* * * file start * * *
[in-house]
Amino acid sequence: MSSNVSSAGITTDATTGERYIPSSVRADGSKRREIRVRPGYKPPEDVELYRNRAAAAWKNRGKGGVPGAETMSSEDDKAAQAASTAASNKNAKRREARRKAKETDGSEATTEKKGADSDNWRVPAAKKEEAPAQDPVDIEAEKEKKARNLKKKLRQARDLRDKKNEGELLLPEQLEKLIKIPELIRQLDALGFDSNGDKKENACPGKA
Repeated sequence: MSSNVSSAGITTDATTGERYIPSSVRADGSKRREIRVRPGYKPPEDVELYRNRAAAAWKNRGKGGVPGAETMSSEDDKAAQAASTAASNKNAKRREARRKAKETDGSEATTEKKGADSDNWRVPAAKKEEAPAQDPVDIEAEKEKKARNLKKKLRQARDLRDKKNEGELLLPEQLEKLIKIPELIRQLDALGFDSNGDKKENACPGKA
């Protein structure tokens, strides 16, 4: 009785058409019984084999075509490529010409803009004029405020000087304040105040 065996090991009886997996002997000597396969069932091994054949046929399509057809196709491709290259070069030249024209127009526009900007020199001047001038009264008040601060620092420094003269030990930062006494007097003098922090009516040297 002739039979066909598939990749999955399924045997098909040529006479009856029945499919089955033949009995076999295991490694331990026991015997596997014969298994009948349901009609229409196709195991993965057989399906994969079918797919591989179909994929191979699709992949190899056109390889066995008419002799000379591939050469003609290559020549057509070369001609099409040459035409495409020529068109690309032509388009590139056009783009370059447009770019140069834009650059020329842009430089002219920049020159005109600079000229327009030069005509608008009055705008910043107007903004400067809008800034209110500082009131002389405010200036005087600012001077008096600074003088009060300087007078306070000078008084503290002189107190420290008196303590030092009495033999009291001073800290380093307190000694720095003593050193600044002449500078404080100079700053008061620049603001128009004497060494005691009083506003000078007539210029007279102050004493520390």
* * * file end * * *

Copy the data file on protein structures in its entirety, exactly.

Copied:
[in-house]
Amino acid sequence: MSSNVSSAGITTDATTGERYIPSSVRADGSKRREIRVRPGYKPPEDVELYRNRAAAAWKNRGKGGVPGAETMSSEDDKAAQAASTAASNKNAKRREARRKAKETDGSEATTEKKGADSDNWRVPAAKKEEAPAQDPVDIEAEKEKKARNLKKKLRQARDLRDKKNEGELLLPEQLEKLIKIPELIRQLDALGFDSNGDKKENACPGKA
Repeated sequence: MSSNVSSAGITTDATTGERYIPSSVRADGSKRREIRVRPGYKPPEDVELYRNRAAAAWKNRGKGGVPGAETMSSEDDKAAQAASTAASNKNAKRREARRKAKETDGSEATTEKKGADSDNWRVPAAKKEEAPAQDPVDIEAEKEKKARNLKKKLRQARDLRDKKNEGELLLPEQLEKLIKIPELIRQLDALGFDSNGDKKENACPGKA
């Protein structure tokens, strides 16, 4: 009785058409019984084999075509490529010409803009004029405020000087304040105040 065996090991009886997996002997000597396969069932091994054949046929399509057809196709491709290259070069030249024209127009526009900007020199001047001038009264008040601060620092420094003269030990930062006494007097003098922090009516040297 002739039979066909598939990749999955399924045997098909040529006479009856029945499919089955033949009995076999295991490694331990026991015997596997014969298994009948349901009609229409196709195991993965057989399906994969079918797919591989179909994929191979699709992949190899056109390889066995008419002799000379591939050469003609290559020549057509070369001609099409040459035409495409020529068109690309032509388009590139056009783009370059447009770019140069834009650059020329842009430089002219920049020159005109600079000229327009030069005509608008009055705008910043107007903004400067809008800034209110500082009131002389405010200036005087600012001077008096600074003088009060300087007078306070000078008084503290002189107190420290008196303590030092009495033999009291001073800290380093307190000694720095003593050193600044002449500078404080100079700053008061620049603001128009004497060494005691009083506003000078007539210029007279102050004493520390």